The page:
Jeremy – Thursday of Week 2… Bridge Testing

What an incredible hour of recreational time today!!! The culmination of this year’s engineering projects: a bridge construction competition. 13 out of 15 groups made it into the final round of testing which is very impressive. That means that their bridges, made only of

  • four pieces of paper,
  • 40 index cards,
  • tape,
  • glue,
  • two name-cards the length of paper,
  • 8 pipe-cleaners,
  • some yarn and four tiny fuzzy balls

These thirteen bridges were had passed the first round of weight: three 8 fl oz bottles of hand sanitizer.  One by one, group members were called to the stage for each round as the testing began. One group after another was passing the stage’s first big test: a huge bottle of hand wipes, and many passed the second as well: two hand sanitizers on top of the bottle of hand wipes.

The tension in the air was palpable with each test as group members cringed and held hands over their eyes and turned away in trepidation, kneeled in prayer, and rejoiced with jumping, yelling and high fives when amazingly their paper and glue withstood yet another test. Eventually the number of bridges left began to dwindle. Onlookers began cheering for the bridges from their colors (red, green, blue). And amazingly after three intense rounds we had a bridge from each group. I had to confer with Shaina on what to add for a final round of testing. This was sure to separate the remaining bridges: on top of everything else, adding a first aid kit.

The cheering began to grow in intensity as the groups took the stage and I realized there was a highly organized chant going on. “Jacque a dit …! Jacque a dit …! Jacque a dit …!” They were all chanting. It was rhythmical. Between chanting they were clapping, taunting, boasting, dancing their expressions of confidence and joy to the rhythm.  I recognized the phrase from earlier games of the Haitian version of “Simon says”. … But what was Jacque saying? (They had actually started doing it about twenty minutes into the competition, but I was so focused that I didn’t realize it for a while and it wasn’t until before the final round that I found out that they were saying Simon says you perdi “lose” or gane “win” spontaneously based on their support or lack thereof for the bridge being tested.). Jacque a dit perdit or Jacques a dit gane.  The chanting was at a fever pitch and the blue group failed both final tests but both the red and green groups passed the first then failed the second. There were further tests performed confirming that they were both winners, it was a tie. A full forty five minutes of kids dancing and chanting for their engineering projects to succeed. Miss Shaina took to the front and asked what the seven “Principles of Engineering” were and they all yelled them back to us in beautiful accents “brainstorm”, “sketch”, “plan”, “build”, “test”, “discuss”, “try again!”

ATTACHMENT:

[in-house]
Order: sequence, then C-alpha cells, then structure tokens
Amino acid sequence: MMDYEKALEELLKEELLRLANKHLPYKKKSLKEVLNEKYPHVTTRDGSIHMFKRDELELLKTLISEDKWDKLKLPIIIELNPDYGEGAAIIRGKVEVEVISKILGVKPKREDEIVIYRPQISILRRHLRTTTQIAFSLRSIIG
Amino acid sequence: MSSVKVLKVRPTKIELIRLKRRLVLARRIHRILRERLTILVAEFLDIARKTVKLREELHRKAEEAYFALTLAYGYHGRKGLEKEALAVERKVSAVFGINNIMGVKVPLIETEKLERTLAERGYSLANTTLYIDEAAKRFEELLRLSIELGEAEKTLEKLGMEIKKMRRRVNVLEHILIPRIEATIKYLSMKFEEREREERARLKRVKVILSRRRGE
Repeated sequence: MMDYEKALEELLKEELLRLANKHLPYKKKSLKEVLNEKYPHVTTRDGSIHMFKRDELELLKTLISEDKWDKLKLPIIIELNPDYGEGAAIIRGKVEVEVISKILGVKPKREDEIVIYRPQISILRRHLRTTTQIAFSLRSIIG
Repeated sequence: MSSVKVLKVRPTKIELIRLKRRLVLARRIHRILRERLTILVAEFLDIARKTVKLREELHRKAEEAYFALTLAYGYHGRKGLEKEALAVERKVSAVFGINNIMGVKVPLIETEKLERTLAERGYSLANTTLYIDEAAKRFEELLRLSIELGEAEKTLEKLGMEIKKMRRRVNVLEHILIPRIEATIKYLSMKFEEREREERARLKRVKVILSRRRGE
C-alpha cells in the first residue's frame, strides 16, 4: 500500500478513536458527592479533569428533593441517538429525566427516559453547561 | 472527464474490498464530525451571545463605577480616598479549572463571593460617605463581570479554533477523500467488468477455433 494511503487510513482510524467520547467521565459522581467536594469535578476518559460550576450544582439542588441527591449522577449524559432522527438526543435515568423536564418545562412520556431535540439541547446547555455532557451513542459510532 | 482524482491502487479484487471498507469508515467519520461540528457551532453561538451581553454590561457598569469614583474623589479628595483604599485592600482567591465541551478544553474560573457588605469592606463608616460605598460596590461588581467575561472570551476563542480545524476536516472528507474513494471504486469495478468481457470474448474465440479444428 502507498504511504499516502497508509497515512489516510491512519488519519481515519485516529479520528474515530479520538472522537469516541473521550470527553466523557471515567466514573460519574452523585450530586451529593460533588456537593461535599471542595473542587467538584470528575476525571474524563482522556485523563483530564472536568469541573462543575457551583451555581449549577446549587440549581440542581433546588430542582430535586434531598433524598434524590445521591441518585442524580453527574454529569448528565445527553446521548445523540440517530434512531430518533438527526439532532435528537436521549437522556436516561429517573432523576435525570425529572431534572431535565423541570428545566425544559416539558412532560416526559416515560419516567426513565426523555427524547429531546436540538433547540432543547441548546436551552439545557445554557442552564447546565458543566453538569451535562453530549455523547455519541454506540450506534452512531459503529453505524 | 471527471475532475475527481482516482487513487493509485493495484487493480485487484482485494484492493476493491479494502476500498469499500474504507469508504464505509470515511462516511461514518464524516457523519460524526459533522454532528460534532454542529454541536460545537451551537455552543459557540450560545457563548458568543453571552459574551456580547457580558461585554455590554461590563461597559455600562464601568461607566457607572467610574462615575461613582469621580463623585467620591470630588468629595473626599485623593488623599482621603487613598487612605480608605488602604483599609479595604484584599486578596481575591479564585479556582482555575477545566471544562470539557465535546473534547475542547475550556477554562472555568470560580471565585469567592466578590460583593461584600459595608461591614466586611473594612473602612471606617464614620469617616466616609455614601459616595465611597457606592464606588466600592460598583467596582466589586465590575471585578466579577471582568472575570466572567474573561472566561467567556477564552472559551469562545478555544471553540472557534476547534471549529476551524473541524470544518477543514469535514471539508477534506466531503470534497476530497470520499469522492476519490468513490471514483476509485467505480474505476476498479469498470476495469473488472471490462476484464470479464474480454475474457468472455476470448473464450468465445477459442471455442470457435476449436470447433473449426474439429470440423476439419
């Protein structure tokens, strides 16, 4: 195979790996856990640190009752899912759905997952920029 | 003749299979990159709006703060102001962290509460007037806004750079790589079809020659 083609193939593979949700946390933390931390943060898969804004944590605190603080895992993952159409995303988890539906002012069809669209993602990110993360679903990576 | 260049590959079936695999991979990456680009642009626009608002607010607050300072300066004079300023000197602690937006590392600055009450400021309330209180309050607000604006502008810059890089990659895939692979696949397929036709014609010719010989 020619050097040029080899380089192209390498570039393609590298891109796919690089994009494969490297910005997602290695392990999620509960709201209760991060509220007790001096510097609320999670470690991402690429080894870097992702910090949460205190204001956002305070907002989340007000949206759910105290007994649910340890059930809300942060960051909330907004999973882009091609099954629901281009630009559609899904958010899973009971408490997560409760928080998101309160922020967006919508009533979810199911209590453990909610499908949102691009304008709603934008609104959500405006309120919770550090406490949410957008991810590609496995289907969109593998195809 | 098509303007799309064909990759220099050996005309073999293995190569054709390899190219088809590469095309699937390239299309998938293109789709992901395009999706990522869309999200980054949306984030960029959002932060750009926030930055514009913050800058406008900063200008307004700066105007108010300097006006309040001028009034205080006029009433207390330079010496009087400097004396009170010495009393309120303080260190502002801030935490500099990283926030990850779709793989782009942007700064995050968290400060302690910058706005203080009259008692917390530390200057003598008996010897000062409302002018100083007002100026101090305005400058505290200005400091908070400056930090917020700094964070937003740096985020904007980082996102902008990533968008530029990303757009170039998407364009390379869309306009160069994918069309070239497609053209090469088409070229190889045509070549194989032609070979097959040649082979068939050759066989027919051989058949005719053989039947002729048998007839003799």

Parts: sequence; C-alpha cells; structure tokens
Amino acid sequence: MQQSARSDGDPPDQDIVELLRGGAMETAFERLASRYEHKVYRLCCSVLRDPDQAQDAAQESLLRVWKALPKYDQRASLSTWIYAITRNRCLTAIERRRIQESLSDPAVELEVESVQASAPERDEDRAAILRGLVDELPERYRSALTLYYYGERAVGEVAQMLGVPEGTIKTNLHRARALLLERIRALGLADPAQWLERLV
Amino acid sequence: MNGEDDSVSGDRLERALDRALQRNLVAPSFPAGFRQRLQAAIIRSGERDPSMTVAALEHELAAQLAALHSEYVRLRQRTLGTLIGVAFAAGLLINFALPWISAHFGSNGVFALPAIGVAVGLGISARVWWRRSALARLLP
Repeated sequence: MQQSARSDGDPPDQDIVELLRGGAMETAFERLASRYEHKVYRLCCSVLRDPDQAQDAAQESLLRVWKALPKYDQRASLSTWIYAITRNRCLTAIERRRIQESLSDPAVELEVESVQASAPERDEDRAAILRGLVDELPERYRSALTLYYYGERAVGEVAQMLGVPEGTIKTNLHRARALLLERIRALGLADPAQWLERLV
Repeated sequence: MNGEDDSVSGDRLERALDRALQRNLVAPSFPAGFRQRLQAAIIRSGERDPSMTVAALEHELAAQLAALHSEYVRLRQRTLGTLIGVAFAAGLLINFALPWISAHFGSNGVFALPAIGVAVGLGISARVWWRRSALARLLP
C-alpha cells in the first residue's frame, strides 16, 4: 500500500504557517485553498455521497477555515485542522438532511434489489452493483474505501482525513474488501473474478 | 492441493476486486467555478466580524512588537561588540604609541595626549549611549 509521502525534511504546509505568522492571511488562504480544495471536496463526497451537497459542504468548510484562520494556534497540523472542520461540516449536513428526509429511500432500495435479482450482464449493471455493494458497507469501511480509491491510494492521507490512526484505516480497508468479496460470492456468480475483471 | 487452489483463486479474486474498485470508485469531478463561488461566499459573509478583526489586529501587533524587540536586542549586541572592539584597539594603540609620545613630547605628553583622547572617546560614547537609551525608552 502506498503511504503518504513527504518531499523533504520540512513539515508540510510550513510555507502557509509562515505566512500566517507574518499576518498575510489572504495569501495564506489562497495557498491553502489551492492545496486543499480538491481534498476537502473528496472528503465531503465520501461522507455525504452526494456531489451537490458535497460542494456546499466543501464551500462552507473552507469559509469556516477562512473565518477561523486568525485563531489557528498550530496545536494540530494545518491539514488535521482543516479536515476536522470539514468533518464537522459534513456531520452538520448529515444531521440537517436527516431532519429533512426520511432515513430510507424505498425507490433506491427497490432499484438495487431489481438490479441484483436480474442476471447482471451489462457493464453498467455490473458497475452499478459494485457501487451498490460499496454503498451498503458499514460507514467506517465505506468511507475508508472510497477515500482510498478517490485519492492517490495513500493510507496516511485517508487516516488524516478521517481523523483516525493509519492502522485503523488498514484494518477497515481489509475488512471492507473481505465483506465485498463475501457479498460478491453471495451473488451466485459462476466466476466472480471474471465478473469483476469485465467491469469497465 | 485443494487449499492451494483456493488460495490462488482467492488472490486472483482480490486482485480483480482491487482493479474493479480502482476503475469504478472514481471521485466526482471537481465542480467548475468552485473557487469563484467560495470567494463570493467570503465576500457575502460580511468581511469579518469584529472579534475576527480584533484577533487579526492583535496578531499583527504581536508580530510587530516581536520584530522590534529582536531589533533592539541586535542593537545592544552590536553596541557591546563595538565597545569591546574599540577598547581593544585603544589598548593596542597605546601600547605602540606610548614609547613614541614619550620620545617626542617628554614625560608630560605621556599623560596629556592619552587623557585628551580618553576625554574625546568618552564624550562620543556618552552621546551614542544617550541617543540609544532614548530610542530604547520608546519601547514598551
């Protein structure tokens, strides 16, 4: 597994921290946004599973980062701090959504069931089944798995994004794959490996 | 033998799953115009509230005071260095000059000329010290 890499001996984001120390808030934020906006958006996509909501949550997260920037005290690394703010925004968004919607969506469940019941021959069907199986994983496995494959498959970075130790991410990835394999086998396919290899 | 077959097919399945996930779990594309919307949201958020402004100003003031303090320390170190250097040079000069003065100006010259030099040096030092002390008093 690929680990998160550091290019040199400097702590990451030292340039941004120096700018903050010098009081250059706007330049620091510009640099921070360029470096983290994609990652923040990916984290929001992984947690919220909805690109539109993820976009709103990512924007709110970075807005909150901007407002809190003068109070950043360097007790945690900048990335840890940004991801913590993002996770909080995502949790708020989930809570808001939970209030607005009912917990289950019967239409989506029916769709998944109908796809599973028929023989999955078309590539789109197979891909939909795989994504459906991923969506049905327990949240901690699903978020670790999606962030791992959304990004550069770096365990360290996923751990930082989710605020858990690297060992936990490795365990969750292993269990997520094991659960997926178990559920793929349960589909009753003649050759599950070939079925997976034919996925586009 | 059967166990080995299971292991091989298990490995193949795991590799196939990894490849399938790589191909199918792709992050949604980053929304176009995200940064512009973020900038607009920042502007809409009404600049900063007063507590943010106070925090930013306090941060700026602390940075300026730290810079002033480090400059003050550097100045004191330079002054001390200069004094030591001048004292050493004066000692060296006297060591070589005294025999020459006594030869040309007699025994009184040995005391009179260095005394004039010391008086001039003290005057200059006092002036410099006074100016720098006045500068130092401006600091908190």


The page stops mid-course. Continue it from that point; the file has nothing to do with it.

What a day!!!  Honestly, not even the video does justice to the level of noise, the intensity and the fun that was had there today.